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USCG seeks input to change rules about New River railroad bridge

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Update for Nov. 11 :

The USCG had originally scheduled similar public comment meetings, but so many people wanted to give verbal comments that it had to cancel them and find larger digs. So now the meetings are expected Nov. 12-14 in the communities where the three affected bridges are; in Ft. Lauderdale, that means Nov. 12 from 6:30-9 p.m. at the Anne Kolb Nature Center at West Lake Park (751 Sheridan St., Hollywood).

Only people who have signed up can give verbal comments, but written comments are welcome. Send them to the Office of the Commander, Seventh Coast Guard District via e-mail to USCGD7DPBPublicComment@uscg.mil.

 

Original article posted Oct. 29:

I attended the public meeting yesterday about the proposed passenger train that will cause the bridge over the New River to close about twice as much as it is now. It’s time for the public to comment on this idea, and there were a good number of regular folks there, as well as the heavy hitters in the marine industry and representatives from many of the shipyards up river.

It was also filled with men in suits and ties, representatives from the various consulting groups that did work on the Environmental Impact Study that is under review.

And mingled in there was a gentleman in a bright blue polo who helped me see this issue in a new light.

Randall Overton is a federal permitting agent with the U.S. Coast Guard. And lest we forget, the New River is a navigable river, one of three that this train will cross on its three-hour trek from Miami to Orlando.

While the New River railroad bridge does not need any permits for this project (no changes will be made to it), it still needs USCG OK since it will impact navigation on the river.

And here’s where the marine industry has the best chance of getting what it needs out of this train issue.

Bridge operations are regulated by the CFRs, specifically 33 CFR 117. And like most bridges, the railroad bridge over the New River is regulated to open on demand, unless otherwise specified. Other bridges along the river (including the Third Avenue and Davie Boulevard bridges) have restrictions that prevent openings during rush hours (7:30-9 a..m. and 4:30-6 p.m.), unless under tow or in distress.

The railroad bridge doesn’t have any specific regulations on it, so it is simply open on demand. But since there’s much more river traffic than rail traffic (at the moment), it stays in the open position and closes when trains need to pass.

But we can see the potential problem here, right? Because of the way the federal rules are now, that railroad bridge could legally be in the down position all the time, opening on demand from vessels.

So the USCG is investigating whether to apply special regulations to that bridge, and it needs input from mariners to do that.

Under 33 CFR 117.8, anyone can request (in writing) a permanent change to a drawbridge operating requirement. If the district commander thinks it’s legitimate, a rulemaking process begins, a process that can take a year or so.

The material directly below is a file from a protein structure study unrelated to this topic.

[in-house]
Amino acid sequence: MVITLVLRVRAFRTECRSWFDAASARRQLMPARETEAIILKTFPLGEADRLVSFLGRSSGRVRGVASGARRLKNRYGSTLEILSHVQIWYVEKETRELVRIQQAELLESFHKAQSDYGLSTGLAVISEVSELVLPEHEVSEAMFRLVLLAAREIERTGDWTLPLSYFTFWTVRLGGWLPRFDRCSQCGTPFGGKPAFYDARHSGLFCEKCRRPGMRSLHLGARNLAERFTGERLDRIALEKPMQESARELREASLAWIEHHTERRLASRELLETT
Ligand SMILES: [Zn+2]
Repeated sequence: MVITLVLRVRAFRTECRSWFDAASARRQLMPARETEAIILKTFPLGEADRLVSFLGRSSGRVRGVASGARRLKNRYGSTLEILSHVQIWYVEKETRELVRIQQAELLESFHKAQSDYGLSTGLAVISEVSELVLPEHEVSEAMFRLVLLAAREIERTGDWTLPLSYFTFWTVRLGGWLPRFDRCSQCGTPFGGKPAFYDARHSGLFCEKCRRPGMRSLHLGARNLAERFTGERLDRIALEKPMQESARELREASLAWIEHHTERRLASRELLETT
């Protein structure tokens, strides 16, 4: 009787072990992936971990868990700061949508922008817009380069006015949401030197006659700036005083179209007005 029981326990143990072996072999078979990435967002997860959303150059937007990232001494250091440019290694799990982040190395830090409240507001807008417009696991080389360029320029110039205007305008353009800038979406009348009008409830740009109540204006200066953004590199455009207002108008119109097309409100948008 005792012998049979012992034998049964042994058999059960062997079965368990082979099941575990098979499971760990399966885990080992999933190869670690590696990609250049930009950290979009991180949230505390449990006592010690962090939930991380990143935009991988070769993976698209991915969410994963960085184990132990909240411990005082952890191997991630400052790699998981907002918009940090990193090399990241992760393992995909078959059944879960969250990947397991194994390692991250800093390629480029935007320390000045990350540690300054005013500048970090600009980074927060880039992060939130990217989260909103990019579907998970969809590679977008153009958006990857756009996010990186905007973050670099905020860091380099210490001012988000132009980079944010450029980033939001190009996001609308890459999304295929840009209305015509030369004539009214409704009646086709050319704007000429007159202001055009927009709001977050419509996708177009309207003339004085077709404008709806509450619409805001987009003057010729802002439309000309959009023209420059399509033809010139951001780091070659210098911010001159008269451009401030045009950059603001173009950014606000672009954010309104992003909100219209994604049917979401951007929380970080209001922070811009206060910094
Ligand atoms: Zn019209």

So anyone involved with the river — from mariners to businesses to residents on pleasure cruises — is asked to share their experiences. What problems do you deal with on the river at that bridge? How hard is it to navigate the New River through that bridge? How does the current impact navigation there?

Basically, what would help the most, is some sense of what mariners believe to be a reasonable expectation for the operation of that bridge, and why that is reasonable. Would you like to see it close on the hour and half hour for 10 minutes? Or some other timing or length of time?

“We’ve gotten a lot of complaints about that bridge,” Overton said. “We need balance. We need to ensure navigators can operate on that river in an efficient way and the railroad can continue to use the bridge for its purposes.”

The USCG had originally scheduled similar public comment meetings, but so many people wanted to give verbal comments that it had to cancel them and find larger digs. So now the meetings are expected Nov. 12-14 in the communities where the three affected bridges are; in Ft. Lauderdale, that means Nov. 12 from 6:30-9 p.m. at the Anne Kolb Nature Center at West Lake Park (751 Sheridan St., Hollywood).

Only people who have signed up can give verbal comments, but written comments are welcome. Send them to the Office of the Commander, Seventh Coast Guard District via e-mail to USCGD7DPBPublicComment@uscg.mil.

But you can send comments in writing before then to the Office of the Commander, Seventh Coast Guard District via e-mail to USCGD7DPBPublicComment@uscg.mil.

Be sure to include who you are, what kind of vessel you operate and include especially what is reasonable (in terms of the frequency and length of bridge closures) and why you think that.

With enough feedback, the USCG can change the CFR to possibly make it against federal law to close that bridge too much.

All this from a guy in a bright blue polo.

Read more details: All Aboard Florida passenger train could double bridge closures

Lucy Chabot Reed is editor of The Triton. Feel free to share your comments about this column below or at editorial@the-triton.com.

About Lucy Chabot Reed

Lucy Chabot Reed is publisher and founding editor of The Triton.

View all posts by Lucy Chabot Reed →

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